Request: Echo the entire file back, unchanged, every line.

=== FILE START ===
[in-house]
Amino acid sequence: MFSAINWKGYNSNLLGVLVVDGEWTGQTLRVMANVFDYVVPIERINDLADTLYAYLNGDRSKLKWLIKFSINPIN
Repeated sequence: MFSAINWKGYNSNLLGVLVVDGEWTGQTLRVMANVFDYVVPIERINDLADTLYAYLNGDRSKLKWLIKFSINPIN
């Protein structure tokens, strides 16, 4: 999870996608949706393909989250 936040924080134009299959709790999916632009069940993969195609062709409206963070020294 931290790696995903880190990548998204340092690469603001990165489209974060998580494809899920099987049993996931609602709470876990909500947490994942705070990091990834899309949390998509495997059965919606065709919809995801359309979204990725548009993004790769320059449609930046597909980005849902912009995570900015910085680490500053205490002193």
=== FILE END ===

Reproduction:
[in-house]
Amino acid sequence: MFSAINWKGYNSNLLGVLVVDGEWTGQTLRVMANVFDYVVPIERINDLADTLYAYLNGDRSKLKWLIKFSINPIN
Repeated sequence: MFSAINWKGYNSNLLGVLVVDGEWTGQTLRVMANVFDYVVPIERINDLADTLYAYLNGDRSKLKWLIKFSINPIN
């Protein structure tokens, strides 16, 4: 999870996608949706393909989250 936040924080134009299959709790999916632009069940993969195609062709409206963070020294 931290790696995903880190990548998204340092690469603001990165489209974060998580494809899920099987049993996931609602709470876990909500947490994942705070990091990834899309949390998509495997059965919606065709919809995801359309979204990725548009993004790769320059449609930046597909980005849902912009995570900015910085680490500053205490002193």